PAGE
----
Are Stricter, Bright-Line Rules Needed to Ensure Independence in the Accounting Profession?


When auditing the financial statements of their clients, one of the principal goals of an auditor is to be fair and independent. However, meeting this goal has proven to be a difficult feat. Although auditing companies like the “Big Four” are partially to blame, fault may also lie with the agencies that monitor auditors.[1] The agencies that monitor auditing firms may be apprehensive about setting bright-line rules delineating when an auditing firms’ actions compromise fairness and independence.

Auditing firms can be monitored by several organizations including the American Institute of Certified Public Accountants (“AICPA”), the Financial Accounting Standard Board (“FASB”), and the Public Company Accounting Oversight Board (“PCAOB”).[2] These organizations are not independent of each other, but instead are considered to be an “integrated system.”[3] The Securities and Exchange Commission (“SEC”) works closely with these agencies to ensure independence in auditing reviews.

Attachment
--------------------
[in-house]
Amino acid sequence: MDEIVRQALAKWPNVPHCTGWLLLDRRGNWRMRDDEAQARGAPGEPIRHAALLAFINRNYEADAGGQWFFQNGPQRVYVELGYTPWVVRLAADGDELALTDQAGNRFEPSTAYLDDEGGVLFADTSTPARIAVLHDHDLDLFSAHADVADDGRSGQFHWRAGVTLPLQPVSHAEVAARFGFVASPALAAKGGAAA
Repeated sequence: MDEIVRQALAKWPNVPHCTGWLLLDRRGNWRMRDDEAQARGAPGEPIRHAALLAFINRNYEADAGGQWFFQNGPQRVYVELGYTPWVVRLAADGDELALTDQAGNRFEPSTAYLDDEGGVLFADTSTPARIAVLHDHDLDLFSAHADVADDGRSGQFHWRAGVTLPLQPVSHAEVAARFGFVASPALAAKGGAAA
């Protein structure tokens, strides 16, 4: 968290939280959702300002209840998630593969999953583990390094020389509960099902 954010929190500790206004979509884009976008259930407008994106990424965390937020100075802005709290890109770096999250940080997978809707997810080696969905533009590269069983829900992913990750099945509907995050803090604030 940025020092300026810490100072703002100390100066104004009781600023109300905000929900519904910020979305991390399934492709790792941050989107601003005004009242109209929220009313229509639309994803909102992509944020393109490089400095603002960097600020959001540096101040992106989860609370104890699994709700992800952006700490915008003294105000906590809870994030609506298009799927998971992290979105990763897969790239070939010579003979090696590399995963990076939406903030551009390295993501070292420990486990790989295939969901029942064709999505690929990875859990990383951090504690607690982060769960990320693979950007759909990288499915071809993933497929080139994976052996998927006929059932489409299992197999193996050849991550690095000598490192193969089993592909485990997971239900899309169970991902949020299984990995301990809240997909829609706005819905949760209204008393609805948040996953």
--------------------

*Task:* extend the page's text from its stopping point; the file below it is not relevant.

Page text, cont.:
Despite the concerted efforts of all these organizations, several auditing firms have come under fire for failing to be fair and independent when auditing their clients. Scott Marcello, KPMG’s top auditor, was fired along with four other partners for “mishandling [] a tip that gave the firm improper advance word about which of its audits its regulator planned to scrutinize in its annual inspections.”[4] This is particularly problematic because “[t]he leaked information could have given KPMG a leg up in preparing for the PCAOB’s inspection.”[5] Though it is not clear how the partners became privy to the leaked information, KPMG released a statement in April admitting that the company failed to make a timely report of the incident.[6] Just last year, Ernst and Young agreed to pay approximately $152 million to investors who were harmed by an accounting fraud related to “failed audits of an oil services company that used deceptive income tax accounting to inflate earnings.”[7] Two partners agreed to settle their charges after the SEC determined that they had ignored “significant red flags during audits and reviews.”[8] Despite periodic inspections, agencies like FASB, PCAOB, AICPA, and the SEC are unable to eliminate huge auditing failures within the accounting profession.